Family-making: Contemporary Ethical Challenges

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Françoise Baylis, Carolyn McLeod
Oxford University Press, 2014 - Health & Fitness - 316 pages
This volume explores the ethics of making or expanding families through adoption or technologically assisted reproduction. For many people, these methods are separate and distinct: they can choose either adoption or assisted reproduction. But for others, these options blend together. For example, in some jurisdictions, the path of assisted reproduction for same-sex couples is complicated by the need for the partner who is not genetically related to the resulting child to adopt this child if she wants to become the child's legal parent.

The essays in this volume critically examine moral choices to pursue adoption, assisted reproduction, or both, and highlight the social norms that can distort decision-making. Among these norms are those that favour people having biologically related children ('bionormativity') or that privilege a traditional understanding of family as a heterosexual unit with one or more children where both parents are the genetic, biological, legal, and social parents of these children.

As a whole, the book looks at how adoption and assisted reproduction are morally distinct from one another, but also emphasizes how the two are morally similar. Choosing one, the other, or both of these approaches to family-making can be complex in some respects, but ought to be simple in others, provided that one's main goal is to become a parent.
 

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Contents

Introduction
1
Of Parents and Children
9
Philosophical and Empirical Perspectives
47
Personal Choices
87
State Interests
129
part V Special Responsibilities of Parents
183
Part VI Contested Practices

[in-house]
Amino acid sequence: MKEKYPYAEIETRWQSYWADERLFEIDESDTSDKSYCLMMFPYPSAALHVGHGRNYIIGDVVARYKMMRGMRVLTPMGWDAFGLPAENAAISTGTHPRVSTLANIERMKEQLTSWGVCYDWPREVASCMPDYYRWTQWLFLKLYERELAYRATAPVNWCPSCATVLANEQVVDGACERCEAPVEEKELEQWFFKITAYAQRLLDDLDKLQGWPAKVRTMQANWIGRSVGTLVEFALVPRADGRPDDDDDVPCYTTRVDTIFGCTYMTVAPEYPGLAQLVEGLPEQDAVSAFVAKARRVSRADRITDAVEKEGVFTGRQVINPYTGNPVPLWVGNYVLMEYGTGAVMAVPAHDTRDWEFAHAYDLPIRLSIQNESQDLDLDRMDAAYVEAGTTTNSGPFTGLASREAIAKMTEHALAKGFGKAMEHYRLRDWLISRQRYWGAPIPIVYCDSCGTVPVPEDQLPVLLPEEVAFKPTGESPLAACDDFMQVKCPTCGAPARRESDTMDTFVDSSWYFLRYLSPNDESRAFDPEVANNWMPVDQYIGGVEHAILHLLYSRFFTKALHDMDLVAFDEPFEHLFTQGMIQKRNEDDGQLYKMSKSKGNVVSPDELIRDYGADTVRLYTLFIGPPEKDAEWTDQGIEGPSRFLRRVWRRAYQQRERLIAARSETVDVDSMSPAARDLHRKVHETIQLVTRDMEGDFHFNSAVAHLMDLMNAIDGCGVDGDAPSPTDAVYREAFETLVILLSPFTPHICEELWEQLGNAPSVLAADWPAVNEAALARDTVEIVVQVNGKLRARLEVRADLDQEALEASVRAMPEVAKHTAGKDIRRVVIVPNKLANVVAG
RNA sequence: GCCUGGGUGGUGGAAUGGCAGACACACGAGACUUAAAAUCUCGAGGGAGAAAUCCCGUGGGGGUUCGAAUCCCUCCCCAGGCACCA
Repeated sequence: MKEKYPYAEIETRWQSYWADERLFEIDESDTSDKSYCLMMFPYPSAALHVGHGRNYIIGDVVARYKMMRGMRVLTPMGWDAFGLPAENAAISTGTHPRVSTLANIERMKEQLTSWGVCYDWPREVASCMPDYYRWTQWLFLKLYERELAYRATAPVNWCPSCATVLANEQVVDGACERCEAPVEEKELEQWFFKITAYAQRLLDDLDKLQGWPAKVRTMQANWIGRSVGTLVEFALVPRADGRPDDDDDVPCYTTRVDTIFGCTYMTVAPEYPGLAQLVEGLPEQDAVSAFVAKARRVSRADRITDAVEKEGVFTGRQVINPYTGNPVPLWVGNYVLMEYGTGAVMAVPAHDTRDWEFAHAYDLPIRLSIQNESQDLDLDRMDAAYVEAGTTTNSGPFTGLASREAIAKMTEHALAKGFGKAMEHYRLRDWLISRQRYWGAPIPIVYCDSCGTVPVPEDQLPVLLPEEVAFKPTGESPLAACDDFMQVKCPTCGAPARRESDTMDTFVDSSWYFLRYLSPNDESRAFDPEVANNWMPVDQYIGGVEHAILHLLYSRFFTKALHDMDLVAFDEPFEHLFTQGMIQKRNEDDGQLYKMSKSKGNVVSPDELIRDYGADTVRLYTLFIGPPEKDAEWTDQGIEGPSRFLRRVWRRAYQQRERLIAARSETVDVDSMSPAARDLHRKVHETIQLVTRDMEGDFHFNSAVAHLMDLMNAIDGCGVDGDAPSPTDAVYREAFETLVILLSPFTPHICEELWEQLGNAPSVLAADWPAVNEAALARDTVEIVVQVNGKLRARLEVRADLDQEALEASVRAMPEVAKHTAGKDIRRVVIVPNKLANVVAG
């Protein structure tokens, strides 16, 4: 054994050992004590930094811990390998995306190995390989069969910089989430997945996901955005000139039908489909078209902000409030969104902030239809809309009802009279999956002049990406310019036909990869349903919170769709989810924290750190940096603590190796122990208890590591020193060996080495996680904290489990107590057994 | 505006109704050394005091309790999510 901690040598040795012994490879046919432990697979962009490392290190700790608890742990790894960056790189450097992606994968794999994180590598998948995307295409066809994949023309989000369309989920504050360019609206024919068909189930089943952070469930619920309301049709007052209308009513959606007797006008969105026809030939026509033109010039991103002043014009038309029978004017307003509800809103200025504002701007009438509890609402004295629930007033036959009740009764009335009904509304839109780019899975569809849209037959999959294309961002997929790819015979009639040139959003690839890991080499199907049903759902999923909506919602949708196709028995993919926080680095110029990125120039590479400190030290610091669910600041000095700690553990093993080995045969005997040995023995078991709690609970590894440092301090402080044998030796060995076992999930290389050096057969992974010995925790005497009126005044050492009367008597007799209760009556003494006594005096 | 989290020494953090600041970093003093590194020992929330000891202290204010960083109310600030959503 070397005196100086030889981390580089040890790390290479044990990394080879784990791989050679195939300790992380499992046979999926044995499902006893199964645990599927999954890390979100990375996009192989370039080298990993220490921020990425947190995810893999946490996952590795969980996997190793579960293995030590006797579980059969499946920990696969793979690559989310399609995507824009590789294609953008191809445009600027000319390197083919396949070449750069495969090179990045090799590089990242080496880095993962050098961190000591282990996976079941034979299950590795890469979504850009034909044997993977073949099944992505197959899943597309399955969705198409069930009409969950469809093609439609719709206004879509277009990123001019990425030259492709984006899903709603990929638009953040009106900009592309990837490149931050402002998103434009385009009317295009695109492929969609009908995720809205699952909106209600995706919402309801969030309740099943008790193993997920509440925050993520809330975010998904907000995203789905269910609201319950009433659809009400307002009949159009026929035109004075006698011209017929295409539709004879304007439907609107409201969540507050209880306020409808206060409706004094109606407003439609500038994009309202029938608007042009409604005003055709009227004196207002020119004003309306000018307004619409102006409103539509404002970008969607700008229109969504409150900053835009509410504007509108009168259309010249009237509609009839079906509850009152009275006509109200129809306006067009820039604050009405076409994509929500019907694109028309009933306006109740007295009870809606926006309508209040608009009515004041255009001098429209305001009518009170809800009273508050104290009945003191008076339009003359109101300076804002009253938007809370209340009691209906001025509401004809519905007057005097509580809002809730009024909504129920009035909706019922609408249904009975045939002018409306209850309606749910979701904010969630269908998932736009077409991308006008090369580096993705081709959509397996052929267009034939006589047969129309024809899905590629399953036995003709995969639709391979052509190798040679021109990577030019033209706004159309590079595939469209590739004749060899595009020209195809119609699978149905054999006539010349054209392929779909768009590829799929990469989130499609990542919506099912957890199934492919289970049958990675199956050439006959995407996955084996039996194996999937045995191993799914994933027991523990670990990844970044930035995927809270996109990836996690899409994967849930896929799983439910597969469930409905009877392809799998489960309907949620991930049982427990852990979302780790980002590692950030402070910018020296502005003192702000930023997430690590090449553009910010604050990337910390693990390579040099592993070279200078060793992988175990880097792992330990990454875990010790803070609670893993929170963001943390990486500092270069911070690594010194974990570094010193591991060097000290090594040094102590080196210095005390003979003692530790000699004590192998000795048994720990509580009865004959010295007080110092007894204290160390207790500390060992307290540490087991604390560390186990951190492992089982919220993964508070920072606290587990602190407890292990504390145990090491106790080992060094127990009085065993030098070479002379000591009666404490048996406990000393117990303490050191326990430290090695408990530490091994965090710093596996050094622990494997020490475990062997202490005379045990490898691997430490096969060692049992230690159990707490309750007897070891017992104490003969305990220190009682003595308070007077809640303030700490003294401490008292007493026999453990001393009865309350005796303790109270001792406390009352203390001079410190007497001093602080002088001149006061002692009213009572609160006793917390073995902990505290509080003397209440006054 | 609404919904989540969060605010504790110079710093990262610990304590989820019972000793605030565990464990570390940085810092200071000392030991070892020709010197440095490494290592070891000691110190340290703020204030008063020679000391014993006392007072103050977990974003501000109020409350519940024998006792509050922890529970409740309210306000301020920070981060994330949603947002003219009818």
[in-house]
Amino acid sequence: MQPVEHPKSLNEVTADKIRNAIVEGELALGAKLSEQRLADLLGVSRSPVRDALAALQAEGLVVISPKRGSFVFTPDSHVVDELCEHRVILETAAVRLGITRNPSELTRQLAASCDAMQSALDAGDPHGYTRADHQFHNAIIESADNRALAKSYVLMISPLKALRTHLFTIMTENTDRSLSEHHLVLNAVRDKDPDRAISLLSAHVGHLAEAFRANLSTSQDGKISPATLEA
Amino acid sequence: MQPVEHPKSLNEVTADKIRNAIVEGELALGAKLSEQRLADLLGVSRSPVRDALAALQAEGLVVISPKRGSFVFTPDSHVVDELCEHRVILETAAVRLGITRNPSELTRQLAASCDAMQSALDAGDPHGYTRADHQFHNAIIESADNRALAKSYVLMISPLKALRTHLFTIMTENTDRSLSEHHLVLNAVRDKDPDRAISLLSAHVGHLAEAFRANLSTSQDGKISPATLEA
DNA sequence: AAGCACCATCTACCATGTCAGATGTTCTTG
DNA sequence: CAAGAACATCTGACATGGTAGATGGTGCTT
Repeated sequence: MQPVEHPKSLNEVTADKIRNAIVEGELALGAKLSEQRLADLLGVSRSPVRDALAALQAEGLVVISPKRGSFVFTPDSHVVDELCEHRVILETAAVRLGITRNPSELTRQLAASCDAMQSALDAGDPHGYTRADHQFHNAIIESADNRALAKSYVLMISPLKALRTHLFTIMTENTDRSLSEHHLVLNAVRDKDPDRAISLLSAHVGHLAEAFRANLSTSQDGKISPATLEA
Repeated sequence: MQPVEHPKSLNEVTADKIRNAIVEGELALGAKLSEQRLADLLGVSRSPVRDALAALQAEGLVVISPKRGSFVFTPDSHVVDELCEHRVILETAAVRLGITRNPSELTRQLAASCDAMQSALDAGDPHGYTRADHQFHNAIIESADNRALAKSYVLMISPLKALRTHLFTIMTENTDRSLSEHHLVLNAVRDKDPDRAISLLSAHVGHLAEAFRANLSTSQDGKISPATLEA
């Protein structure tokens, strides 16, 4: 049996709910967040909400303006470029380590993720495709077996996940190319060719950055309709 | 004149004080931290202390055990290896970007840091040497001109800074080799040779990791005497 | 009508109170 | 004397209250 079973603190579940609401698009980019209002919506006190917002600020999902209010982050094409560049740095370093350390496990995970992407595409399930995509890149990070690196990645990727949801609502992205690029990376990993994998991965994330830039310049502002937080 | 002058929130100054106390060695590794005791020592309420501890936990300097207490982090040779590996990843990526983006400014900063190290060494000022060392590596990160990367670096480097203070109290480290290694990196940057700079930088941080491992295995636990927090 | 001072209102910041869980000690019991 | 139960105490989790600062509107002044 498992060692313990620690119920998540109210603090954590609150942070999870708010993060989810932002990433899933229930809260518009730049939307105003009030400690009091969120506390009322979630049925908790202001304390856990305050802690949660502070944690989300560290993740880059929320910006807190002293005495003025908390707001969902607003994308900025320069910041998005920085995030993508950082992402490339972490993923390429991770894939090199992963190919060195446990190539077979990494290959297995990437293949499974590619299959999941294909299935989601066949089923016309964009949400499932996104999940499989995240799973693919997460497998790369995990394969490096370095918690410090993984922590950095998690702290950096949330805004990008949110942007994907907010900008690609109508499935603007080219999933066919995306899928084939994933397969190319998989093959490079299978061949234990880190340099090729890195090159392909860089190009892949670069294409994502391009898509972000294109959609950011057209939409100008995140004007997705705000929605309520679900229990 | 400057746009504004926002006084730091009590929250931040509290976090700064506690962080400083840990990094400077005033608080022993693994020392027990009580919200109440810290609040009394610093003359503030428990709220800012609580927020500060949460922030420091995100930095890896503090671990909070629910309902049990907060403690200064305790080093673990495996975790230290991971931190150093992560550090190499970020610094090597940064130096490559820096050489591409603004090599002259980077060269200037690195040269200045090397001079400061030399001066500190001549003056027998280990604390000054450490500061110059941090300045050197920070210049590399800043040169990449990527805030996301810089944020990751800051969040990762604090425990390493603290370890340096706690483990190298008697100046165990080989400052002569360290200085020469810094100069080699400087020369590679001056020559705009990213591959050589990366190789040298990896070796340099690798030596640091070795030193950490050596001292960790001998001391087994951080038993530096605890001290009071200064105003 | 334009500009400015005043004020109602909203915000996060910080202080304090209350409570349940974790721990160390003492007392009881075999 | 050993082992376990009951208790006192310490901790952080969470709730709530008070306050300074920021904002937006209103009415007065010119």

237
Index
313
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About the author (2014)


Françoise Baylis is Professor and Canada Research Chair in Bioethics and Philosophy at Dalhousie University, Canada, and founder of the NovelTechEthics research team. She is an elected Fellow of the Royal Society of Canada and the Canadian Academy of Health Sciences. Her research interests are many and varied, and she has a love of thought-provoking questions. Her publications on the ethics of assisted human reproduction and human embryo research span more than thirty years. In addition to her academic research on reproductive ethics, she contributes to national policy via government research contracts, membership on national committees, and public education. This work--all of which is informed by a strong commitment to the common good--focuses largely on issues of social justice. Her website is http: //noveltechethics.ca. Her blog is http: //impactethics.ca.

Carolyn McLeod is Associate Professor of Philosophy, an Affiliate Member of Women's Studies and Feminist Research, and a member of the Rotman Institute of Philosophy at the University of Western Ontario. Her research interests lie at the intersection of health care ethics, feminist theory, and moral theory. She has had a long-standing interest in reproductive ethics, beginning with her book, Self-Trust and Reproductive Autonomy (MIT Press, 2002). She has published on various topics in this area, including reproductive autonomy, the commodification of women's reproductive labour, and conscientious refusals by health care professionals to provide reproductive health services such as abortions. Recently, her knowledge of the ethics of having children has broadened to include issues that concern adoption. Her website is http: //carolynmcleod.com.

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